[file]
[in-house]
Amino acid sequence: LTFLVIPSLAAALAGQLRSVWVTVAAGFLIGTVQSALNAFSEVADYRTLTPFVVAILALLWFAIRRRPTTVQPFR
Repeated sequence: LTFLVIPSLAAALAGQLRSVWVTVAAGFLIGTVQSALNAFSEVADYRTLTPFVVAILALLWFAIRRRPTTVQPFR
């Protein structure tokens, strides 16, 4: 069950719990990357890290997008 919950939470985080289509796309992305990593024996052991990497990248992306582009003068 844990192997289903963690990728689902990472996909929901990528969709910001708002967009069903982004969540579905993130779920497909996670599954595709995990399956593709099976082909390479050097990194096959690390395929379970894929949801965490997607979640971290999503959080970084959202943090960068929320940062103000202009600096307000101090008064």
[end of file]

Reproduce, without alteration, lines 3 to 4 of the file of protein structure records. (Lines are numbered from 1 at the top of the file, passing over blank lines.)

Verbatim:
Repeated sequence: LTFLVIPSLAAALAGQLRSVWVTVAAGFLIGTVQSALNAFSEVADYRTLTPFVVAILALLWFAIRRRPTTVQPFR
């Protein structure tokens, strides 16, 4: 069950719990990357890290997008 919950939470985080289509796309992305990593024996052991990497990248992306582009003068 844990192997289903963690990728689902990472996909929901990528969709910001708002967009069903982004969540579905993130779920497909996670599954595709995990399956593709099976082909390479050097990194096959690390395929379970894929949801965490997607979640971290999503959080970084959202943090960068929320940062103000202009600096307000101090008064």